Commercial Motor Carriers: More Could Be Done to Determine Impact of Excessive Loading and Unloading Wait Times on Hours of Service Violations

GAO-11-198 Published: Jan 26, 2011. Publicly Released: Feb 18, 2011.
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The interstate commercial motor carrier industry moves thousands of truckloads of goods every day, and any disruption in one truckload's delivery schedule can have a ripple effect on others. Some waiting time at shipping and receiving facilities--commonly referred to as detention time--is to be expected in this complex environment. However, excessive detention time could impact the ability of drivers to perform within federal hours of service safety regulations, which limit duty hours and are enforced by the Federal Motor Carrier Safety Administration (FMCSA). This report discusses: (1) How regularly do truck drivers experience detention time and what factors contribute to detention time? (2) How does detention time affect the commercial freight vehicle industry? (3) What federal actions, if any, could be taken to address detention time issues? GAO analyzed federal and industry studies and interviewed a nongeneralizable sample of truck drivers, as well as other industry stakeholders and FMCSA officials.

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Recommendations

Recommendations for Executive Action

Agency Affected Recommendation Status
Department of Transportation To support the primary mission of FMCSA in improving the safety of commercial motor vehicles, the Secretary of DOT should direct the Administrator of FMCSA to examine the extent to which detention time contributes to drivers violating hours of service requirements in its future studies on driver fatigue and detention time, and through data collected from its driver and vehicle inspections.
Closed – Implemented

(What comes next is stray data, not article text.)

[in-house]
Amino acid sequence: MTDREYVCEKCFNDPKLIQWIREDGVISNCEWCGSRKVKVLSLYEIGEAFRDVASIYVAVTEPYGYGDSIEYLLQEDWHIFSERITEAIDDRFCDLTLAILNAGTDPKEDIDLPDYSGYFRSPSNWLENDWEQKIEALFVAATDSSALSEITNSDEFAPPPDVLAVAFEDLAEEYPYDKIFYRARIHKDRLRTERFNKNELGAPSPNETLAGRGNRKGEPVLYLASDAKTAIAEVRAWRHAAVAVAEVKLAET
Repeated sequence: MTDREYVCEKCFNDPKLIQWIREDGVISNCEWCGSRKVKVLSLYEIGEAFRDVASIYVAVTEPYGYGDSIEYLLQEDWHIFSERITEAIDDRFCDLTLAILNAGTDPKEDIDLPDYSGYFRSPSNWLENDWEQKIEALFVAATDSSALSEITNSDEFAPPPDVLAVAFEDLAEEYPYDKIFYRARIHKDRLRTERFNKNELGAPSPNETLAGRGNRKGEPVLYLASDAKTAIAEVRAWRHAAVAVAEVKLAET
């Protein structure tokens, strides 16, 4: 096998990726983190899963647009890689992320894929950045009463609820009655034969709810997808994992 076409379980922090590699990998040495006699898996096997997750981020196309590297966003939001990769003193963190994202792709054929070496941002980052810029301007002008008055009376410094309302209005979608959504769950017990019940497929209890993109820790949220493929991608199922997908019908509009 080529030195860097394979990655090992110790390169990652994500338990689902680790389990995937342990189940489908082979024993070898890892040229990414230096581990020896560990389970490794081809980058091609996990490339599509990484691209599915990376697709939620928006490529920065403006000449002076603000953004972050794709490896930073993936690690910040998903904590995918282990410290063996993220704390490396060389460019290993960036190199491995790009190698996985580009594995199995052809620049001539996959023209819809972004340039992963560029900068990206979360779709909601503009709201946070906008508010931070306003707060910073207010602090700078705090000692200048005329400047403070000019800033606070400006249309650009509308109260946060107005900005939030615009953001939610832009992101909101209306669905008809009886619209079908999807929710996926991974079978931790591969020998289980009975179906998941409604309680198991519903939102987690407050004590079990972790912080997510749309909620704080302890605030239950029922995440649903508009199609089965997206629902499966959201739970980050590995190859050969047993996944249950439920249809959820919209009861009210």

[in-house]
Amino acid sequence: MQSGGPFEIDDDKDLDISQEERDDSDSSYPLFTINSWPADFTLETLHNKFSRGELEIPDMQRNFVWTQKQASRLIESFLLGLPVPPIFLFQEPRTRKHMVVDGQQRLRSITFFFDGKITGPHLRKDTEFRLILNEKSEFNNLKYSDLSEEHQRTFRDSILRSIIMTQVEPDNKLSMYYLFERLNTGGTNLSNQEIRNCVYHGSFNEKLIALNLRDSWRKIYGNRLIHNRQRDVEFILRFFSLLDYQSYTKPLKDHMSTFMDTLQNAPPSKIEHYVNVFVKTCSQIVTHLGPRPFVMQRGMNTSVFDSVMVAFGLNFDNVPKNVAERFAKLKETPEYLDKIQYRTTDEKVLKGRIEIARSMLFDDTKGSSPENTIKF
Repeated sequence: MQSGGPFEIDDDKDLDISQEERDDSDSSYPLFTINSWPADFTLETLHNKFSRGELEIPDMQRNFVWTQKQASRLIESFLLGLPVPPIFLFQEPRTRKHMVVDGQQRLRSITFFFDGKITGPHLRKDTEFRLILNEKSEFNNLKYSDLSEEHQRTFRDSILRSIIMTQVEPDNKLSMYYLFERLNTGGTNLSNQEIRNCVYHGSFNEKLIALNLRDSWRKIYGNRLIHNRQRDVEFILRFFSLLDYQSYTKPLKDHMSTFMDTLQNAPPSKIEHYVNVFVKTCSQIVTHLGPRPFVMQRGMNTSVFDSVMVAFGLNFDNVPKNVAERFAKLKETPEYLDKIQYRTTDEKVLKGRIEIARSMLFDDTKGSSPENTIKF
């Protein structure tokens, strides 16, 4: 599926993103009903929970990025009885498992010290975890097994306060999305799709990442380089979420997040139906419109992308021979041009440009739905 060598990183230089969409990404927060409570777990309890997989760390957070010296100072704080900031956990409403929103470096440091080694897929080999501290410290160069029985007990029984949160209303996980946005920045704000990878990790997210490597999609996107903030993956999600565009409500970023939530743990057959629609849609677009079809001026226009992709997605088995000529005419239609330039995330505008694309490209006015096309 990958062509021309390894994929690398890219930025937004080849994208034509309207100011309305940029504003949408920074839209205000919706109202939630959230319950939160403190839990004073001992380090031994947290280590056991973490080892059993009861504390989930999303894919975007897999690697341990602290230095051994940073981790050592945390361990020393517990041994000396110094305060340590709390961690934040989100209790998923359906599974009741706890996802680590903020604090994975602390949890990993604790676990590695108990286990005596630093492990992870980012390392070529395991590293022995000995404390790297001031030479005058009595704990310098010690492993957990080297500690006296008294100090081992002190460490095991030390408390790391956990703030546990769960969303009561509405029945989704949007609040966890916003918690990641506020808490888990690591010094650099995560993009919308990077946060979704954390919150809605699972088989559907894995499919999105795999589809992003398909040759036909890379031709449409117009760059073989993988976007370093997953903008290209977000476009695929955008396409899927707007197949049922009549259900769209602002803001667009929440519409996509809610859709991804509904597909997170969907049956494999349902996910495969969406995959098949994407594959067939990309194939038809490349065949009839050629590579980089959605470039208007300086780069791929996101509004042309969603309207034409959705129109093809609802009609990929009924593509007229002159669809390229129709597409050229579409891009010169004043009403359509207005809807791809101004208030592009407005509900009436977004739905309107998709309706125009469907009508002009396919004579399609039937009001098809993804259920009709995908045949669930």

The interstate commercial motor carrier industry moves thousands of truckloads of goods every day. Some waiting time at shipping and receiving facilities--commonly referred to as detention time--is to be expected. However, excessive detention time could impact the ability of drivers to perform within federal hours of service safety regulations, which limit duty hours and are enforced by the Federal Motor Carrier Safety Administration (FMCSA). In January 2011, GAO reported that, while there are no industry-wide data on the occurrence of detention time, GAO interviews with over 300 truck drivers and a number of industry representatives and motor carrier officials indicated that detention time occurs with some regularity. For example, about 59 percent of interviewed drivers reported experiencing detention time in the past 2 weeks and over two-thirds reported experiencing detention time within the last month. Further, for those drivers that reported previously experiencing detention time, about 80 percent reported that the excessive waiting time impacted their ability to meet federal hours of service safety requirements--a maximum of 14 hours on duty each day, including up to 11 hours of driving--by reducing their available driving time. While FMCSA collects data from drivers during roadside inspections--which provide information on the number of hours of service violations--the agency currently does not collect information to assess the extent to which detention time contributes to these violations. Agency officials stated that FMCSA does not identify the factors that contribute to hours of service violations, and detention time could be just one of many factors. Further, FMCSA research had focused on an overview of freight movement, but not the extent to which detention time occurs or how it may impact hours of service violations. Therefore, GAO recommended that FMCSA examine the extent to which detention time contributes to hours of service violations in its future studies on driver fatigue and detention time. In response, in December 2014, FMCSA published the first phase of an examination of the extent to which detention time contributes to drivers violating hours of service requirements. The first phase of the study focused on the extent to which drivers experienced detention times in the course of their business; information from motor carriers that participated in the study indicated that about 10 percent of the stops experienced detention time. Phase 2 of the examination--initiated in August, 2015 and scheduled to be completed in April, 2018--will evaluate the safety and operational impact of driver detention time on work hours (e.g., driver fatigue), hours of service violations, and crashes. As a result of these studies, FMCSA should have the information the agency needs to help it obtain a clearer industry-wide picture about how detention time contributes to hours of service violations, which could help FMCSA determine whether additional federal action might be warranted to mitigate detention time as a potential safety issue.

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